One especially useful perspective is Brian Behlendorf's. As co-founder of both the Apache Software Foundation and then CollabNet, Brian believes, and I agree, that we should embrace the reality that software projects are not separable from the people who work on them.
He says that one of the key insights of open source is that there are good reasons to attach people to code.
"Apache isn't just a web server, it's a web server with a community around it. To treat software like Legos, without thinking about the context and the community, is a losing proposition. There was a lot of noise a couple of years ago about building corporate component libraries. But the problem is that by simply having that code there, you didn't have the context."
Of course it's no accident that the internet is the soil in which all open source projects are rooted.
Behlendorf: "We have a couple of customers who are using SourceCast [CollabNet's ASP-style collaborative infrastructure for software development] to coordinate worldwide development. A lot of enterprise tools have been designed for the LAN, not the WAN. The primary deployment protocol of [Rational] ClearCase is NFS, and it uses Unix permissions -- it just wasn't designed to be shared over a very wide area network. When you have a tool that's built for wide area use, the benefits are more than just seeing the day-to-day CVS commits. Participants get to know one another as individuals."
The hallmark of open source is transparency. Every aspect of a project -- the CVS repository, the issue tracker, the email correspondence -- is visible to everybody. What works for global open source projects can also work for globally distributed enterprise IT.
Behlendorf: "We started a project with Barclays Global Investors over a year ago. They have a development centre in Australia and also have teams in India, California, the UK. The teams were very spread out; they had no global knowledge of where code actually sat. In lots of cases, it was on developers' laptops, not centrally managed. By simply getting on the same page, by having a place to store it, they're finding redundant efforts. And they're finding teams working on the same kind of project who don't know about each other and who can loosely couple."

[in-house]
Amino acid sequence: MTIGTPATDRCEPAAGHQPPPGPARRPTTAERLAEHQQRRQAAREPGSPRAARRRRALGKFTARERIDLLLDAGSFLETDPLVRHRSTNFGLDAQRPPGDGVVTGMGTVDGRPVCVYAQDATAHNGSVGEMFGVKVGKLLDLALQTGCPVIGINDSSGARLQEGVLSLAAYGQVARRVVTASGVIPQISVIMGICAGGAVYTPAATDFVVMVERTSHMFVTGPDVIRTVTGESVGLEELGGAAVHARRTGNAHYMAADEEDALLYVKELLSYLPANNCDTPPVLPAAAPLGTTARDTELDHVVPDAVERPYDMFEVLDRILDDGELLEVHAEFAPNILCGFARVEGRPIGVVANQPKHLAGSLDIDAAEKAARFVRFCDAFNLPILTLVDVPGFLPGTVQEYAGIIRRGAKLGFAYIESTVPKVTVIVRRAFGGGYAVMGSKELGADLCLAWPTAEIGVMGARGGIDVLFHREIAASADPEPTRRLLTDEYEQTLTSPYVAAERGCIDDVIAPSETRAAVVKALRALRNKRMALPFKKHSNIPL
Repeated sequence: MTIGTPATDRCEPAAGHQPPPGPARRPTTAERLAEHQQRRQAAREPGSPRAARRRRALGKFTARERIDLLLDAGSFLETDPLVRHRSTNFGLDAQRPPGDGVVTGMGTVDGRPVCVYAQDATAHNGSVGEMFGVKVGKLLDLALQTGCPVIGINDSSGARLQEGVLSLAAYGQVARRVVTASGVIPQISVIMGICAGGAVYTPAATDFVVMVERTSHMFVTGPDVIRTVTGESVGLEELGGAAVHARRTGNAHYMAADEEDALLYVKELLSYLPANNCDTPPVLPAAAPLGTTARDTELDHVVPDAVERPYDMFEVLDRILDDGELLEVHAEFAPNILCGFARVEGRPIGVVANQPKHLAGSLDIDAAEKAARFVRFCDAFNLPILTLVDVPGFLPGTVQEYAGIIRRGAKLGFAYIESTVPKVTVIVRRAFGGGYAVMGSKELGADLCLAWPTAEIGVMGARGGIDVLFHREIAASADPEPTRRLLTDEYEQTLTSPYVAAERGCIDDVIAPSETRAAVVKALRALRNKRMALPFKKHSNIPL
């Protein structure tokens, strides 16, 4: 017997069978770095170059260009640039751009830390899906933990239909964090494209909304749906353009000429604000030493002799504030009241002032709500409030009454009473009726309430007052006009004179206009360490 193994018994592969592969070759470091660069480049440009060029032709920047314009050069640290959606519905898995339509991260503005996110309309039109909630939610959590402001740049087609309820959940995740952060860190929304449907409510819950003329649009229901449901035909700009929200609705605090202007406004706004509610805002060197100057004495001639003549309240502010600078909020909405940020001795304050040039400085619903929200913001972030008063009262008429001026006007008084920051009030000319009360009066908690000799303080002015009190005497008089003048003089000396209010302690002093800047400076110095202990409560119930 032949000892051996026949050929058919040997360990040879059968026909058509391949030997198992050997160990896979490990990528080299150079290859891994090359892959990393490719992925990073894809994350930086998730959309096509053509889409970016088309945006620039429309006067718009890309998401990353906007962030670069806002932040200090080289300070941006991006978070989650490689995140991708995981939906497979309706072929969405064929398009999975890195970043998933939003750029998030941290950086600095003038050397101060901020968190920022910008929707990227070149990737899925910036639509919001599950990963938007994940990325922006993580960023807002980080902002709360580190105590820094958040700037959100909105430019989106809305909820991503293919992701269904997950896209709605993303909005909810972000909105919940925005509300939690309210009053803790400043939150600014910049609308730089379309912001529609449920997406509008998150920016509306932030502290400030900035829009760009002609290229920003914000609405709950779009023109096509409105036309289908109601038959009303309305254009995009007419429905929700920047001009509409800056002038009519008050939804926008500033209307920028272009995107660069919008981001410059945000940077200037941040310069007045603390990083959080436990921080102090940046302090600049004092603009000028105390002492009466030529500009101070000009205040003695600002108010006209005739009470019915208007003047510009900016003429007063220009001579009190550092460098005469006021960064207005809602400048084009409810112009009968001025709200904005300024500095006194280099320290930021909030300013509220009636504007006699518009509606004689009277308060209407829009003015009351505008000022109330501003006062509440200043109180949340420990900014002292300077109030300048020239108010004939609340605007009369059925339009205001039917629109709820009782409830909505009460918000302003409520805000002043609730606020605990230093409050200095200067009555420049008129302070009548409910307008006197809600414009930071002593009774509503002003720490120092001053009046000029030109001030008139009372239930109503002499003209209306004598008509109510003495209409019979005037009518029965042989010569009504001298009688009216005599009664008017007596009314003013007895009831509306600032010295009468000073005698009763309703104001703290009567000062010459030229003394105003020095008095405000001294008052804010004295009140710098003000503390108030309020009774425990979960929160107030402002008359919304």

When projects run in transparent mode, and when Google can see them, it becomes possible to search broadly for people and for software components. If there's something that could save you a couple of weeks, if only you knew about it, the odds that you will be able to know about it are constantly improving. As a result, some skills not classically thought to be part of the software developer's repertoire -- like communicating clearly and quick and wide evaluation -- come to the forefront.
Behlendorf: "What always frustrated me, in computer science, was how we learned all the low-level things -- which we have libraries for nowadays -- but we didn't learn large-scale integration. What's the skillset to be able to jump into the code base of something like Mozilla, read the architecture docs and figure out the makefiles? Computer science classes don't teach you how to dive into foreign code bases."
Of course, that's increasingly becoming a social networking skill. I recently got interested in the new XML version of Sleepycat's Berkeley DB. If you go through the front door, on the Sleepycat website, you won't find out much about that project, which is still in beta. But John Merrells, who's working on the beta project, has a weblog. He can help guide you.
It's becoming a game of free agents, and by operating in this public and transparent way, free agents advertise themselves -- as a brand -- along with the products and components they have expertise with.
The world's full of smart people who have, collectively, a lot of the intellectual bandwidth needed to absorb and master open source infrastructure. It's the scarcity of expertise with the software that has made open source uneconomical in a lot of cases. As people in India and Russia and elsewhere dig into open source technologies, they can broker that expertise and help bridge the gap between the theory and the practice of reuse.
Udell is lead analyst for the InfoWorld Test Centre.